The sand dunes produced these amazing patterns which I captured on my phone and here is a composition where I layered and blended the same picture on top of itself with different effects on each layer.




What is a contemplative space? Is it a place to breathe deeply, listen deeply, feel deeply, sense deeply? These deep breaths create a sensation of uplifting, weightlessness. The body is listening as much as the ears, the skin seeing like eyes. The sweat lodge. Seven hot stones, lava rocks hold the heat. Cedar is placed on top of the rocks, begining to smoke and filling the air with a sweet smelling, heavy air. A song is sung, a prayer is said, sweat dripping down the bridge of my nose and down my back. Each breath is hot, almost suffocating. I can taste the salt on my lips as it drips into my mouth. The reverberation of the songs fill the body, using it as a resonator. Vibrations creating a tactile hearing experience. Then there was the feeling of the thick, heavy, sweat lolling off my body, accumulating and releasing. Releasing toxins, frustrations, etc. Euphoric, really. 


I was thinking a lot about ruins today. Starting off the day we drove by, stopped and walked among ruins of the city Abo in southern New Mexico. It was a moment of how architecture can describe the past. The memory of structure and landscape. Now seemingly dispersed mounds are all that’s left of a once economic trade center between indigenous Pueblo and Spanish settlers. Ironically the structure most intact to memorialize this relationship is a large church, once the city center. Displacement quickly comes to mind. The displacement of indigenous lives and histories. On the flip side of this we visited the town of Carriezozo. We experienced another type of ruin. The purchasing, remodeling, and re-functioning of a building down town into a theater, artist studio, and working shop. The church and artist studio seem distanced and close at the same time. Recalls the question of the perspective of ruins and what they come to symbolize, how they culturally function describe time? How do they speak for the past, present and future? And how do we inhabit the spaces of the past- as living or dead?

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Thinking about the suspension of death. The infatuation with the end of a life. Today we visited two separate mission ruins on national land. This preservation of the end, and the luxury of pausing (or at least slowing) the demise of erasure altogether seems to be a very human compulsion. This fascination with the end. A day or so ago while walking past a mission's yard full of crucifixes, Matt noted the "morbid fixation" with what was really a very short period of Christ's life. I think this theme of morbid fixation carries through in many aspects of life, religion and otherwise. I'm interested in suspending the death of domestic space or object relationships in my work. What marks the end of something? What marks the beginning? Is new ownership rebirth of inanimate things?



Our discussion in the van today was a great segway from the morning at Mitch’s studio and into tonight’s event. I was able to extract from the van conversation that interpersonal skills can be used in public artist practice. When we went to Paula and Mike’s studio, I could see the cultivation of group ideas just from being in the studio space and hearing about the residencies that happened there. Mike was so generous to share his works and Paula was giving with information of her practice as well as about the residency work that they do in their beautiful space. Just being around artists with genuinely good and generous personalities is very refreshing, as I did not feel like I was being judged or competing with other artists today. It was inspiring to not have that pressure weighing down on me. I was so thankful to be able to do glasswork with Mike, then to talk about Arabian horses with a woman at Paula and Mike’s potluck. I was re-energized after tonight.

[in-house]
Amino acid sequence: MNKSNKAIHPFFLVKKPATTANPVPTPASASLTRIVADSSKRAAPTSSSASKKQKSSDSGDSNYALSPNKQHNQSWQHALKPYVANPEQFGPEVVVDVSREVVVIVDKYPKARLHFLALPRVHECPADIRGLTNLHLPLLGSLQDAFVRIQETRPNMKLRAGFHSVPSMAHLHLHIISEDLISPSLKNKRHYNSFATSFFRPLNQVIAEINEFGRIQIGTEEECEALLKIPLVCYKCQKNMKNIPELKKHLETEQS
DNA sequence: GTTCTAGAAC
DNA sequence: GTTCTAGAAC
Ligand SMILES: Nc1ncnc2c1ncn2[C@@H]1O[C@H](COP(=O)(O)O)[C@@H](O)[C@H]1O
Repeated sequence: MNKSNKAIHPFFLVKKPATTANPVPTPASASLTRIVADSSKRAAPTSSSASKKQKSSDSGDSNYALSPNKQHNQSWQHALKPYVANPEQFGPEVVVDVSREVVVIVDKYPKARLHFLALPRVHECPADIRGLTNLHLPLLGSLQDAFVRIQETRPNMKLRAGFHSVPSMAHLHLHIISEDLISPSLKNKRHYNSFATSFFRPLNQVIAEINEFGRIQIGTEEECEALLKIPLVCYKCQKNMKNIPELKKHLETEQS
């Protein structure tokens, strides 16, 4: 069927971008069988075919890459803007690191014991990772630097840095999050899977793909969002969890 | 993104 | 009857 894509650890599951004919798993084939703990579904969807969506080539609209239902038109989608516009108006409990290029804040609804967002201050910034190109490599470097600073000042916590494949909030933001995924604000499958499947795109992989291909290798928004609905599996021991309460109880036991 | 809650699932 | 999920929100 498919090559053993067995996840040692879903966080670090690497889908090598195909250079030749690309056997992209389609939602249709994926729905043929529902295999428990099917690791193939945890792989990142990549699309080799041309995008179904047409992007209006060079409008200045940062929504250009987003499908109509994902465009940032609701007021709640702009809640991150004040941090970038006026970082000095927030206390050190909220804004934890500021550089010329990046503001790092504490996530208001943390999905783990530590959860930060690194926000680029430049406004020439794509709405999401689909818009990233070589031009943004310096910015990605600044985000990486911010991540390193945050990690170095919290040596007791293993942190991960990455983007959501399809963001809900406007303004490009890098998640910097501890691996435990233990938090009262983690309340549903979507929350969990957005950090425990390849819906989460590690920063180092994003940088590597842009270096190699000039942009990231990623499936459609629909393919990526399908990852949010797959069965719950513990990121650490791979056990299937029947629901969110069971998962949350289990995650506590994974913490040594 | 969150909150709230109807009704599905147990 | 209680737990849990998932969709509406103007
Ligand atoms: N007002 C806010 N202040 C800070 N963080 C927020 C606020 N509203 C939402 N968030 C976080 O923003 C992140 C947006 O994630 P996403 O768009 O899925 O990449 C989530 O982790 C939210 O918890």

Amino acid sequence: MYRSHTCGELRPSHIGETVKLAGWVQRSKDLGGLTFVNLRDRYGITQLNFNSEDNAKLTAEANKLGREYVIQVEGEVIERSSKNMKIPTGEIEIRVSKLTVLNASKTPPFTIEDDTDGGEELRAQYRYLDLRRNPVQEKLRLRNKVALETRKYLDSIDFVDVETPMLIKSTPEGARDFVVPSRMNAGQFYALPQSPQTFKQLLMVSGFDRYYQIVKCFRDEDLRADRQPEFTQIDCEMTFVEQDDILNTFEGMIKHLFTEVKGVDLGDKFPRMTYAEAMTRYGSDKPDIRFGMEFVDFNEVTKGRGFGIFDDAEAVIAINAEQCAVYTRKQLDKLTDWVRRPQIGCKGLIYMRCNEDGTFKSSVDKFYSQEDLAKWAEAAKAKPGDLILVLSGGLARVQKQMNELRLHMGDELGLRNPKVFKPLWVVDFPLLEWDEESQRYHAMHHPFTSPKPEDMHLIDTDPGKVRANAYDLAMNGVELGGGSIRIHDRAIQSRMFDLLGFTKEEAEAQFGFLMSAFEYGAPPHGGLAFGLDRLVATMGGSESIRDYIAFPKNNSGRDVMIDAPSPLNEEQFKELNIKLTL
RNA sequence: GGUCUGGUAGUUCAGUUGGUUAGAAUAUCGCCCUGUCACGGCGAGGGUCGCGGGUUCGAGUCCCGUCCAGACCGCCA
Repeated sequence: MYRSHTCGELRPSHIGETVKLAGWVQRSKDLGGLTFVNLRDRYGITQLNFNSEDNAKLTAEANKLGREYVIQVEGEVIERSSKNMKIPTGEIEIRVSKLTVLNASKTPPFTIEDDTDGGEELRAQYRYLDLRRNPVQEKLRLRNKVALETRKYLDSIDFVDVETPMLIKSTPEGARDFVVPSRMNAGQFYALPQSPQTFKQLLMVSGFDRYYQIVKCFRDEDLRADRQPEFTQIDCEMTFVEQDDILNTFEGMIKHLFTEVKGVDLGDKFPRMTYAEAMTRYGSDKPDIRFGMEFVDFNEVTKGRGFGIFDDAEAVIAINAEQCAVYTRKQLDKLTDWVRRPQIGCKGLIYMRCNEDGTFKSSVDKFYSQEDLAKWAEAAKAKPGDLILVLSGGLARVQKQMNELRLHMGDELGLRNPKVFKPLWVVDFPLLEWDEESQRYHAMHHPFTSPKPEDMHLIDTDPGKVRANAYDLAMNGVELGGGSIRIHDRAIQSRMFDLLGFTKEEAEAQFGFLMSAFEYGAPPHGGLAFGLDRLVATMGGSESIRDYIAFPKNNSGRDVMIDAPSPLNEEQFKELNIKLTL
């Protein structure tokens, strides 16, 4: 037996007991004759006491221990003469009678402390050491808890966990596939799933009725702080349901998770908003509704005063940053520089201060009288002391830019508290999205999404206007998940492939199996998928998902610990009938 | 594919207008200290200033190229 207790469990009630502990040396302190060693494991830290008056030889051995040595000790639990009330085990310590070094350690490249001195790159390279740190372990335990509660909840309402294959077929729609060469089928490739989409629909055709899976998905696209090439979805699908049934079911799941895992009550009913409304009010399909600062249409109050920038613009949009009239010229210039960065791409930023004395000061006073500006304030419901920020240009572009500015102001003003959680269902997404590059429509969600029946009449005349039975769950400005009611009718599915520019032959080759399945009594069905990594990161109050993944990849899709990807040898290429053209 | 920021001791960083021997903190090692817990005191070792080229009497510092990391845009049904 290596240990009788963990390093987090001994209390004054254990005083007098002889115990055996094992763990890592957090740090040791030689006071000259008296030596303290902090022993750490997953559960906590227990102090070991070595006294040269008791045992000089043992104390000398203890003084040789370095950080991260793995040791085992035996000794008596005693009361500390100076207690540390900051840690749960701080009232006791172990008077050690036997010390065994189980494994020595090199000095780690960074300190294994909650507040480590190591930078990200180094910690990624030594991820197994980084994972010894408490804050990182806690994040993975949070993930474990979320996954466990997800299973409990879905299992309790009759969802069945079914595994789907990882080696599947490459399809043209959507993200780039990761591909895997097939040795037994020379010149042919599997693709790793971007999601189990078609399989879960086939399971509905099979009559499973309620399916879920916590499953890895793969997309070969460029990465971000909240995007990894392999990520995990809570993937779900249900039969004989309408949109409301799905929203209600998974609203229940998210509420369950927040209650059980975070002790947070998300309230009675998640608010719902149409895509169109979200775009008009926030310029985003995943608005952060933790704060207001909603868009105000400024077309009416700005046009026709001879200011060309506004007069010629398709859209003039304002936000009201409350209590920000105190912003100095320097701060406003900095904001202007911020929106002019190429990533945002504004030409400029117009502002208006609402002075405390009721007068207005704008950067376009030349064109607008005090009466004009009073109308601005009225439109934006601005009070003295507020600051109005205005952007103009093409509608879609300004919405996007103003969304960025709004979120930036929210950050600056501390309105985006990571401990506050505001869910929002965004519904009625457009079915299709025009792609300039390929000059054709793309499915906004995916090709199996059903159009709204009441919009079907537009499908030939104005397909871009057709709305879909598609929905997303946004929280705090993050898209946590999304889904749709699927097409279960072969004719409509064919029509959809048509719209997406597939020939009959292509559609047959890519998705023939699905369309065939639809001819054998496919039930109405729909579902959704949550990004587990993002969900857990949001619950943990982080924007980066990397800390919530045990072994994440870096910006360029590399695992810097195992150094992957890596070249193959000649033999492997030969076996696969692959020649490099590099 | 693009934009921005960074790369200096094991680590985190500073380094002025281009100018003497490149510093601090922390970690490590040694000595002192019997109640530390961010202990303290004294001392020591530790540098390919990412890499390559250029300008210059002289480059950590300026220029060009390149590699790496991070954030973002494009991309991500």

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HOLY SHIT today was net fantastic. I say net because I was feeling generally ill and low energy throughout the van time and ruins, and I don’t think I was really able to appreciate them given the heat and my general lack of bodily comfort. BUT the van delay this morning was really a ~blessing in disguise~ since it allowed time for a few of us to get a glass bead tutorial from Mitch, which was super exciting (I’m already planning how to save up to get my own equipment, I could easily see myself getting lost in late night glass experimentation the way Mitch does). I talked to Mitch about coming back next week after school ends to get a longer glass-working lesson, and my travel partners permitting I think it will happen.

Then, there was the absolutely awesome experience that was MoMaZozo. Aside from Paula and Mike’s inspiring work in itself (especially, for me, Paula’s work with wearable paintings and costuming and performance), AND their space and the town having so much kinetic and potential energy (respectively), the interactions with community members were really special.  My most impactful interaction of the potluck, at least in terms of immediate emotional connection, was my discussion with Diane about her project to create the first ever public library in the town (I look forward to one day returning to Carrizozo, getting a library card after it opens “sometime after Halloween but before Thanksgiving,” and maybe getting to participate in their storytime hours for pre-k kids).

We also had really fruitful conversation with Matt in the van afterwards, which I’ll hold off from discussing here in the hope that the conversation will develop further in the days to come.